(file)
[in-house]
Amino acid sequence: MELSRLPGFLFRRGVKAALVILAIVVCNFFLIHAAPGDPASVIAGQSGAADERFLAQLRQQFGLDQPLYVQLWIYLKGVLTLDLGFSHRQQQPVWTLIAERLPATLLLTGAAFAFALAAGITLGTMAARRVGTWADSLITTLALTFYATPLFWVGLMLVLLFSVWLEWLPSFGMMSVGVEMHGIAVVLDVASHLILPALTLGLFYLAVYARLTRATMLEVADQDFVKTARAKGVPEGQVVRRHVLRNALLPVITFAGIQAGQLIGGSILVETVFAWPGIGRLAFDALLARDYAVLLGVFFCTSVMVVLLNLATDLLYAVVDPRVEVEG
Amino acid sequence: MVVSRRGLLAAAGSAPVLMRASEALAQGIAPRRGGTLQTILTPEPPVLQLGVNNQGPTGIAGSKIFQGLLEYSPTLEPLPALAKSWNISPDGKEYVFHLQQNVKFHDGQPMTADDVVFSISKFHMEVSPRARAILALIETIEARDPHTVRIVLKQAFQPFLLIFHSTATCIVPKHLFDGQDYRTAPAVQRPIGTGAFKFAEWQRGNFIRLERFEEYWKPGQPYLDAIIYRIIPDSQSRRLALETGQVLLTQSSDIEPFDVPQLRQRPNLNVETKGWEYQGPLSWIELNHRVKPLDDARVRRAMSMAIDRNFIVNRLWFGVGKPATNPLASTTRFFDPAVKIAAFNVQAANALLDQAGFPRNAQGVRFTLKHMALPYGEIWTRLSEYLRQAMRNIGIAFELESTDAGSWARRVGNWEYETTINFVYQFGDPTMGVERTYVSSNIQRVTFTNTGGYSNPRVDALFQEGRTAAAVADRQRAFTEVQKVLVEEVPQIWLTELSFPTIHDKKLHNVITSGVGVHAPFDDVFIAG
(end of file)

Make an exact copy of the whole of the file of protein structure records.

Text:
[in-house]
Amino acid sequence: MELSRLPGFLFRRGVKAALVILAIVVCNFFLIHAAPGDPASVIAGQSGAADERFLAQLRQQFGLDQPLYVQLWIYLKGVLTLDLGFSHRQQQPVWTLIAERLPATLLLTGAAFAFALAAGITLGTMAARRVGTWADSLITTLALTFYATPLFWVGLMLVLLFSVWLEWLPSFGMMSVGVEMHGIAVVLDVASHLILPALTLGLFYLAVYARLTRATMLEVADQDFVKTARAKGVPEGQVVRRHVLRNALLPVITFAGIQAGQLIGGSILVETVFAWPGIGRLAFDALLARDYAVLLGVFFCTSVMVVLLNLATDLLYAVVDPRVEVEG
Amino acid sequence: MVVSRRGLLAAAGSAPVLMRASEALAQGIAPRRGGTLQTILTPEPPVLQLGVNNQGPTGIAGSKIFQGLLEYSPTLEPLPALAKSWNISPDGKEYVFHLQQNVKFHDGQPMTADDVVFSISKFHMEVSPRARAILALIETIEARDPHTVRIVLKQAFQPFLLIFHSTATCIVPKHLFDGQDYRTAPAVQRPIGTGAFKFAEWQRGNFIRLERFEEYWKPGQPYLDAIIYRIIPDSQSRRLALETGQVLLTQSSDIEPFDVPQLRQRPNLNVETKGWEYQGPLSWIELNHRVKPLDDARVRRAMSMAIDRNFIVNRLWFGVGKPATNPLASTTRFFDPAVKIAAFNVQAANALLDQAGFPRNAQGVRFTLKHMALPYGEIWTRLSEYLRQAMRNIGIAFELESTDAGSWARRVGNWEYETTINFVYQFGDPTMGVERTYVSSNIQRVTFTNTGGYSNPRVDALFQEGRTAAAVADRQRAFTEVQKVLVEEVPQIWLTELSFPTIHDKKLHNVITSGVGVHAPFDDVFIAG